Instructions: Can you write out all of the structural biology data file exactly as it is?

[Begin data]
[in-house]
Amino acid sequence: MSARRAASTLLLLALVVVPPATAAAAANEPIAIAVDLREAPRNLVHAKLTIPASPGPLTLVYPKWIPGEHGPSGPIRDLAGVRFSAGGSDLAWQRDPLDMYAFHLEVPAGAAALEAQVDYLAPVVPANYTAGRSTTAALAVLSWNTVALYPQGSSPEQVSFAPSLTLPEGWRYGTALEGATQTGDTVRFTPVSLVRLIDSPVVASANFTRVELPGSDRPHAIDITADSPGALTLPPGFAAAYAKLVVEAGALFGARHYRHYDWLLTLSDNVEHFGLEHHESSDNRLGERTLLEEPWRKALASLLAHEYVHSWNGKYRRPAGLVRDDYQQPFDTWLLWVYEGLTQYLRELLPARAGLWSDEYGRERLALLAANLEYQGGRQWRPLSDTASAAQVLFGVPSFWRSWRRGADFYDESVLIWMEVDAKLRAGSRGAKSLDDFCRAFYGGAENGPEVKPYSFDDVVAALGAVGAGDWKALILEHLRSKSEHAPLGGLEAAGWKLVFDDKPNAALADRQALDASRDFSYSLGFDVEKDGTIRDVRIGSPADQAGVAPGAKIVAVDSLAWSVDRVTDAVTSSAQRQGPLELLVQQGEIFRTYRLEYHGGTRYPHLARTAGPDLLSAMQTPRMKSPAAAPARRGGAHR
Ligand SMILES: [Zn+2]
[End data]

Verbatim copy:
[in-house]
Amino acid sequence: MSARRAASTLLLLALVVVPPATAAAAANEPIAIAVDLREAPRNLVHAKLTIPASPGPLTLVYPKWIPGEHGPSGPIRDLAGVRFSAGGSDLAWQRDPLDMYAFHLEVPAGAAALEAQVDYLAPVVPANYTAGRSTTAALAVLSWNTVALYPQGSSPEQVSFAPSLTLPEGWRYGTALEGATQTGDTVRFTPVSLVRLIDSPVVASANFTRVELPGSDRPHAIDITADSPGALTLPPGFAAAYAKLVVEAGALFGARHYRHYDWLLTLSDNVEHFGLEHHESSDNRLGERTLLEEPWRKALASLLAHEYVHSWNGKYRRPAGLVRDDYQQPFDTWLLWVYEGLTQYLRELLPARAGLWSDEYGRERLALLAANLEYQGGRQWRPLSDTASAAQVLFGVPSFWRSWRRGADFYDESVLIWMEVDAKLRAGSRGAKSLDDFCRAFYGGAENGPEVKPYSFDDVVAALGAVGAGDWKALILEHLRSKSEHAPLGGLEAAGWKLVFDDKPNAALADRQALDASRDFSYSLGFDVEKDGTIRDVRIGSPADQAGVAPGAKIVAVDSLAWSVDRVTDAVTSSAQRQGPLELLVQQGEIFRTYRLEYHGGTRYPHLARTAGPDLLSAMQTPRMKSPAAAPARRGGAHR
Ligand SMILES: [Zn+2]